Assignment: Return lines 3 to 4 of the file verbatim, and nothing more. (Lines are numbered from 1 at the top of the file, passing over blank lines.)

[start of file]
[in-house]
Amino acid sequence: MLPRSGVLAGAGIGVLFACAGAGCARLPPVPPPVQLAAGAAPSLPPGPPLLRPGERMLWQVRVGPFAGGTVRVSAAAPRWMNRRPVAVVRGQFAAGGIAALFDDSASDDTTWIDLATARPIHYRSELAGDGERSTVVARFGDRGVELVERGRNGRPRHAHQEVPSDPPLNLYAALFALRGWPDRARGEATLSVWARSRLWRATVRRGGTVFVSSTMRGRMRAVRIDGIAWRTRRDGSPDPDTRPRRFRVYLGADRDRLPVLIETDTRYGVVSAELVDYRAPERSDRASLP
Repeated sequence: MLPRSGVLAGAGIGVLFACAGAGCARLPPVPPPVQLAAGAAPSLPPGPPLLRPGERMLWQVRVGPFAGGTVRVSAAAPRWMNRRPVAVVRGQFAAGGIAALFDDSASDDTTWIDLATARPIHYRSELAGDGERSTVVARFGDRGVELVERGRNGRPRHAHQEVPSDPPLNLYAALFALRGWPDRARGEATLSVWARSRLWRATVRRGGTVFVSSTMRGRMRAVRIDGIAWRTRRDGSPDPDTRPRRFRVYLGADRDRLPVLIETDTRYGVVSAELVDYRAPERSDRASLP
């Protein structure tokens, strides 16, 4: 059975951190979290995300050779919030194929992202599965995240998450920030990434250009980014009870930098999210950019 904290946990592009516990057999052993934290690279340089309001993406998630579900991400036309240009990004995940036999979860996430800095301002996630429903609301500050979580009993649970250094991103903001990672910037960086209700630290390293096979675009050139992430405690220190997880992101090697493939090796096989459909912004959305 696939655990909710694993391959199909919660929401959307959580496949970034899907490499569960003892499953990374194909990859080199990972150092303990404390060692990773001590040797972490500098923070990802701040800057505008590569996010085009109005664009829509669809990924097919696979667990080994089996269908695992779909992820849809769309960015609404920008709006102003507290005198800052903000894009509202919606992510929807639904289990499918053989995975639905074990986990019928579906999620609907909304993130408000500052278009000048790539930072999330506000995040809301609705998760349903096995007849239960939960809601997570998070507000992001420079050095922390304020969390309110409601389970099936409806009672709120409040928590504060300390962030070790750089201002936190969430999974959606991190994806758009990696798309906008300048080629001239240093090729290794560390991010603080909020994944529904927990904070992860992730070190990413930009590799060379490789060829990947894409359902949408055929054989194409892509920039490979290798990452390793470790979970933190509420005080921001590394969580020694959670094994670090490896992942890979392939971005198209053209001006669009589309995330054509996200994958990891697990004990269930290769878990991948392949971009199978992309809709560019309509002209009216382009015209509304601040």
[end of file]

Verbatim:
Repeated sequence: MLPRSGVLAGAGIGVLFACAGAGCARLPPVPPPVQLAAGAAPSLPPGPPLLRPGERMLWQVRVGPFAGGTVRVSAAAPRWMNRRPVAVVRGQFAAGGIAALFDDSASDDTTWIDLATARPIHYRSELAGDGERSTVVARFGDRGVELVERGRNGRPRHAHQEVPSDPPLNLYAALFALRGWPDRARGEATLSVWARSRLWRATVRRGGTVFVSSTMRGRMRAVRIDGIAWRTRRDGSPDPDTRPRRFRVYLGADRDRLPVLIETDTRYGVVSAELVDYRAPERSDRASLP
């Protein structure tokens, strides 16, 4: 059975951190979290995300050779919030194929992202599965995240998450920030990434250009980014009870930098999210950019 904290946990592009516990057999052993934290690279340089309001993406998630579900991400036309240009990004995940036999979860996430800095301002996630429903609301500050979580009993649970250094991103903001990672910037960086209700630290390293096979675009050139992430405690220190997880992101090697493939090796096989459909912004959305 696939655990909710694993391959199909919660929401959307959580496949970034899907490499569960003892499953990374194909990859080199990972150092303990404390060692990773001590040797972490500098923070990802701040800057505008590569996010085009109005664009829509669809990924097919696979667990080994089996269908695992779909992820849809769309960015609404920008709006102003507290005198800052903000894009509202919606992510929807639904289990499918053989995975639905074990986990019928579906999620609907909304993130408000500052278009000048790539930072999330506000995040809301609705998760349903096995007849239960939960809601997570998070507000992001420079050095922390304020969390309110409601389970099936409806009672709120409040928590504060300390962030070790750089201002936190969430999974959606991190994806758009990696798309906008300048080629001239240093090729290794560390991010603080909020994944529904927990904070992860992730070190990413930009590799060379490789060829990947894409359902949408055929054989194409892509920039490979290798990452390793470790979970933190509420005080921001590394969580020694959670094994670090490896992942890979392939971005198209053209001006669009589309995330054509996200994958990891697990004990269930290769878990991948392949971009199978992309809709560019309509002209009216382009015209509304601040």